Measuring Sail Area

Using a consistent method to calculate sail area makes it possible to compare boats.

singlehander with jib

A singlehanded sailor rolls out the jib as he sails out of the harbor at Portsmouth, New Hampshire/Kittery, Maine.Elaine Lembo

The conventional way to find sail area is to calculate the area of the foretriangle (FT) between the mast, headstay, and deck; the area of the mainsail triangle (M) between the mast and the boom; and add them: SA = FT + M (= IJ/2 + PE/2).

The area of an actual headsail is measured by striking a perpendicular from the luff to the clew and multiplying that length by the length of the sail’s luff. Under the International Offshore Rule, the base length for that perpendicular was J, expressed as LP = J. Headsails were then designated as percentages of LP.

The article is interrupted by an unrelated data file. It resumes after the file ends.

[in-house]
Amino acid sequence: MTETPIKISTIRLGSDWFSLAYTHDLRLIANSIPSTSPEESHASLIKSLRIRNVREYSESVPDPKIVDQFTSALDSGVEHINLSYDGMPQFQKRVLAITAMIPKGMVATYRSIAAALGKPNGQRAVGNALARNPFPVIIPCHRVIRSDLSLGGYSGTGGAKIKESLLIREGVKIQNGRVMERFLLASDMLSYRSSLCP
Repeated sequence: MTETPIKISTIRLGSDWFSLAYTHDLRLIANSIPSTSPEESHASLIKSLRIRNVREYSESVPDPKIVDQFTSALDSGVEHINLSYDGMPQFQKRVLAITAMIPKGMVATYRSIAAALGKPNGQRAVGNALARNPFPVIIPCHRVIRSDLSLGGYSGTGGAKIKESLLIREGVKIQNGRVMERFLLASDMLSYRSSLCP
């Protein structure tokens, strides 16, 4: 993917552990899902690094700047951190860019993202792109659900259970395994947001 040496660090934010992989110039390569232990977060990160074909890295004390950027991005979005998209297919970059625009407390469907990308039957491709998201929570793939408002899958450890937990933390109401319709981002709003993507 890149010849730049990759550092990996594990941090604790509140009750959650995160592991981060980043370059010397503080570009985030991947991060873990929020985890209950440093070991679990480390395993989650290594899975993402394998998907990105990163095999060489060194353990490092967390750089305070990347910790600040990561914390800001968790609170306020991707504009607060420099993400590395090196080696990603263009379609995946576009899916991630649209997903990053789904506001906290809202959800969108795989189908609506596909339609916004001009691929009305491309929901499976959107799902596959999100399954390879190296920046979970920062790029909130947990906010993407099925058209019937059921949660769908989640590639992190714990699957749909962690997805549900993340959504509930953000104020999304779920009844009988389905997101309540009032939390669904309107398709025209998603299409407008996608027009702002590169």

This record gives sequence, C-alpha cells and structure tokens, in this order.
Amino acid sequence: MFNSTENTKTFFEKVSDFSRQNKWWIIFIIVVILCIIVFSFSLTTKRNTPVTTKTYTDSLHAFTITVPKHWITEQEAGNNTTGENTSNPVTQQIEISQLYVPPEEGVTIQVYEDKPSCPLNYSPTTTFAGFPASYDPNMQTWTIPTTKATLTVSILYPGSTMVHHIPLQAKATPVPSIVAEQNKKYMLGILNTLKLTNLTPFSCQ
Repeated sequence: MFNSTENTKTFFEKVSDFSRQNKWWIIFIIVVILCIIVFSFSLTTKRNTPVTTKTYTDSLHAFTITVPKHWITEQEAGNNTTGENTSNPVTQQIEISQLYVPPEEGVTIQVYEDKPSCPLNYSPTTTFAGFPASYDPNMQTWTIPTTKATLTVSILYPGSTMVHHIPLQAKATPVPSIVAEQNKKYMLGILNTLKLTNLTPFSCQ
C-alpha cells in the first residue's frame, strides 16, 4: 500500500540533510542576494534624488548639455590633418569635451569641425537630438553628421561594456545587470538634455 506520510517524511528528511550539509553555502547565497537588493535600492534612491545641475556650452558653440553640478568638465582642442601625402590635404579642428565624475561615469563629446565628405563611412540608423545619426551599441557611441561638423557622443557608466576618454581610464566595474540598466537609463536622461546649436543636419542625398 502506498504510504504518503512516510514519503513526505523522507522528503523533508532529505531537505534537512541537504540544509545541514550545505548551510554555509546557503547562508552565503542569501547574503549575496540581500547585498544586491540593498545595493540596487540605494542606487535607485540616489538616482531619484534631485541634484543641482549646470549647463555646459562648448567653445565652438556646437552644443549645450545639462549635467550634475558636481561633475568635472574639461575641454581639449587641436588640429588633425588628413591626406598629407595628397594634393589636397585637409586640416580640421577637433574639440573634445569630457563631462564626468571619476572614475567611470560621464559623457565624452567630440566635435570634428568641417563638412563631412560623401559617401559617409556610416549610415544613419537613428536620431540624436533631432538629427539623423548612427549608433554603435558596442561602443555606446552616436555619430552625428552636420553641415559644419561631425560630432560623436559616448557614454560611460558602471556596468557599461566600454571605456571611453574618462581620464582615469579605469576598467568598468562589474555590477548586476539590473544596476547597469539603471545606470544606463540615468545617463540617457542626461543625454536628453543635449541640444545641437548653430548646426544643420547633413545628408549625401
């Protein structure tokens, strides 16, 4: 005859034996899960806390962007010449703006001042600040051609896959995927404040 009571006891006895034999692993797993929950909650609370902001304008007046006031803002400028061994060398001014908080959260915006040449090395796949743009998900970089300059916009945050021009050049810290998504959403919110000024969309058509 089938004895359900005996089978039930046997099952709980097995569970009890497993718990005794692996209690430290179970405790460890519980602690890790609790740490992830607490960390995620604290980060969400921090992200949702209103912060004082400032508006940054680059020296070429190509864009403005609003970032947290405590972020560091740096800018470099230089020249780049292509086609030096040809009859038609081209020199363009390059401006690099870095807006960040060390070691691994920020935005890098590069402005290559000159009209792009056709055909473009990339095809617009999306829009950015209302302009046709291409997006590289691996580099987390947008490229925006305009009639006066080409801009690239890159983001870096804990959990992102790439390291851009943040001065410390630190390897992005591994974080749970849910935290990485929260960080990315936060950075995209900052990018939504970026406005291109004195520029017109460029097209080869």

Under the IOR, the normal maximum size for a genoa was 150%LP, meaning it had a clew-to-luff perpendicular of 1.5 x LP, or 1.5 x J.

Because the measured sail area uses the luff length and not I, a 100% jib has an area greater than 100%FT.

Note that the mainsail calculation doesn’t include roach, the area between the P*E/2 triangle and the sail’s leech. Under the IOR, permitted batten lengths limited roach to about 11 percent of M. Full-battened sails carry much more roach, and this is included in a builder’s published sail areas.